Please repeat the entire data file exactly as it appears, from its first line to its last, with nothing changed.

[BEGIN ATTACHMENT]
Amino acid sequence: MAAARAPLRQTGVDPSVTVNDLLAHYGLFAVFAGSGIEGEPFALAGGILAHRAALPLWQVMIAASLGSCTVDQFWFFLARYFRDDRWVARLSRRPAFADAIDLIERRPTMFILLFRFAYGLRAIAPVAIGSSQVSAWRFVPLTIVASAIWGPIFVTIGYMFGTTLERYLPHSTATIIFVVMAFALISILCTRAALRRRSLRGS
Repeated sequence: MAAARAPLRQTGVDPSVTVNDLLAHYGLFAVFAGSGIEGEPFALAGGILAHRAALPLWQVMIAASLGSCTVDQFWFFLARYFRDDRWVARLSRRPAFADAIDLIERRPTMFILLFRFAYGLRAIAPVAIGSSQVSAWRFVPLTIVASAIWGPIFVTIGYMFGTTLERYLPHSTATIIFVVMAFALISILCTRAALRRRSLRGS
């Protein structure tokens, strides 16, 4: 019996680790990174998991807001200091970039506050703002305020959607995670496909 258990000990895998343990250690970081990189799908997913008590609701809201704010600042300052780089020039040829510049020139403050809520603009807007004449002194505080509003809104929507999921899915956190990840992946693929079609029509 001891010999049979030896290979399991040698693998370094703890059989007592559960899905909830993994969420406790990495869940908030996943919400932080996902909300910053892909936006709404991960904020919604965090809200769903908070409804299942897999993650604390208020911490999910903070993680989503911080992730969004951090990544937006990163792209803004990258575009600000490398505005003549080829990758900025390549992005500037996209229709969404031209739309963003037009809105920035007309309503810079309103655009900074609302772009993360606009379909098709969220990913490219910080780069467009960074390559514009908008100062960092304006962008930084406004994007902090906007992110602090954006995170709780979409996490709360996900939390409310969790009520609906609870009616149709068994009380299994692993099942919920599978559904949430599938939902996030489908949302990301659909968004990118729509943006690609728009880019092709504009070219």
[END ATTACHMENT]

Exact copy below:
Amino acid sequence: MAAARAPLRQTGVDPSVTVNDLLAHYGLFAVFAGSGIEGEPFALAGGILAHRAALPLWQVMIAASLGSCTVDQFWFFLARYFRDDRWVARLSRRPAFADAIDLIERRPTMFILLFRFAYGLRAIAPVAIGSSQVSAWRFVPLTIVASAIWGPIFVTIGYMFGTTLERYLPHSTATIIFVVMAFALISILCTRAALRRRSLRGS
Repeated sequence: MAAARAPLRQTGVDPSVTVNDLLAHYGLFAVFAGSGIEGEPFALAGGILAHRAALPLWQVMIAASLGSCTVDQFWFFLARYFRDDRWVARLSRRPAFADAIDLIERRPTMFILLFRFAYGLRAIAPVAIGSSQVSAWRFVPLTIVASAIWGPIFVTIGYMFGTTLERYLPHSTATIIFVVMAFALISILCTRAALRRRSLRGS
């Protein structure tokens, strides 16, 4: 019996680790990174998991807001200091970039506050703002305020959607995670496909 258990000990895998343990250690970081990189799908997913008590609701809201704010600042300052780089020039040829510049020139403050809520603009807007004449002194505080509003809104929507999921899915956190990840992946693929079609029509 001891010999049979030896290979399991040698693998370094703890059989007592559960899905909830993994969420406790990495869940908030996943919400932080996902909300910053892909936006709404991960904020919604965090809200769903908070409804299942897999993650604390208020911490999910903070993680989503911080992730969004951090990544937006990163792209803004990258575009600000490398505005003549080829990758900025390549992005500037996209229709969404031209739309963003037009809105920035007309309503810079309103655009900074609302772009993360606009379909098709969220990913490219910080780069467009960074390559514009908008100062960092304006962008930084406004994007902090906007992110602090954006995170709780979409996490709360996900939390409310969790009520609906609870009616149709068994009380299994692993099942919920599978559904949430599938939902996030489908949302990301659909968004990118729509943006690609728009880019092709504009070219």